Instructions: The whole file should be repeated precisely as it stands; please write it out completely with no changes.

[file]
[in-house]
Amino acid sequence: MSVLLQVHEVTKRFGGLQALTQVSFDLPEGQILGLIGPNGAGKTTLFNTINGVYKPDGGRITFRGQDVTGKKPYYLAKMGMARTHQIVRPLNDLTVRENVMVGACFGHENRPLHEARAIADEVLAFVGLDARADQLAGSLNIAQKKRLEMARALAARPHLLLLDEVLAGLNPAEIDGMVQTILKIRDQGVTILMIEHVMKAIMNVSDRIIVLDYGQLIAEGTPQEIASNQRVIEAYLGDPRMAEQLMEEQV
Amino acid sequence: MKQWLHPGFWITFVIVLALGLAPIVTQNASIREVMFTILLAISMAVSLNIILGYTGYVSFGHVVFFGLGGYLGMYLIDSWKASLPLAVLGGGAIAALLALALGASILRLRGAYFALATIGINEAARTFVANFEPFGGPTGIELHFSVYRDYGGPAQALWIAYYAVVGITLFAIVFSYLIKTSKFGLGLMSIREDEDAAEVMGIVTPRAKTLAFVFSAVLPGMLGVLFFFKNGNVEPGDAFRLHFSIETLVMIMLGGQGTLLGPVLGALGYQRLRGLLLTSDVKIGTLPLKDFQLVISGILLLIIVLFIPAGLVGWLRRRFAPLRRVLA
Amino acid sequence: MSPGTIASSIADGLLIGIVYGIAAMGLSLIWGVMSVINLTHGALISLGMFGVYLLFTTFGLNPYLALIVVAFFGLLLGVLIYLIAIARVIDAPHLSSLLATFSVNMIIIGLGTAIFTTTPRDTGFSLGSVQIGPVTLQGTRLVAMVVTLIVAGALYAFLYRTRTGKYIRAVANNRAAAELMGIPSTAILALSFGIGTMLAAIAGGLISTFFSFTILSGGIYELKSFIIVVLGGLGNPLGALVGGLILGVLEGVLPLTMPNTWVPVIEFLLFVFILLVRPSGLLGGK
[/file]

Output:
[in-house]
Amino acid sequence: MSVLLQVHEVTKRFGGLQALTQVSFDLPEGQILGLIGPNGAGKTTLFNTINGVYKPDGGRITFRGQDVTGKKPYYLAKMGMARTHQIVRPLNDLTVRENVMVGACFGHENRPLHEARAIADEVLAFVGLDARADQLAGSLNIAQKKRLEMARALAARPHLLLLDEVLAGLNPAEIDGMVQTILKIRDQGVTILMIEHVMKAIMNVSDRIIVLDYGQLIAEGTPQEIASNQRVIEAYLGDPRMAEQLMEEQV
Amino acid sequence: MKQWLHPGFWITFVIVLALGLAPIVTQNASIREVMFTILLAISMAVSLNIILGYTGYVSFGHVVFFGLGGYLGMYLIDSWKASLPLAVLGGGAIAALLALALGASILRLRGAYFALATIGINEAARTFVANFEPFGGPTGIELHFSVYRDYGGPAQALWIAYYAVVGITLFAIVFSYLIKTSKFGLGLMSIREDEDAAEVMGIVTPRAKTLAFVFSAVLPGMLGVLFFFKNGNVEPGDAFRLHFSIETLVMIMLGGQGTLLGPVLGALGYQRLRGLLLTSDVKIGTLPLKDFQLVISGILLLIIVLFIPAGLVGWLRRRFAPLRRVLA
Amino acid sequence: MSPGTIASSIADGLLIGIVYGIAAMGLSLIWGVMSVINLTHGALISLGMFGVYLLFTTFGLNPYLALIVVAFFGLLLGVLIYLIAIARVIDAPHLSSLLATFSVNMIIIGLGTAIFTTTPRDTGFSLGSVQIGPVTLQGTRLVAMVVTLIVAGALYAFLYRTRTGKYIRAVANNRAAAELMGIPSTAILALSFGIGTMLAAIAGGLISTFFSFTILSGGIYELKSFIIVVLGGLGNPLGALVGGLILGVLEGVLPLTMPNTWVPVIEFLLFVFILLVRPSGLLGGK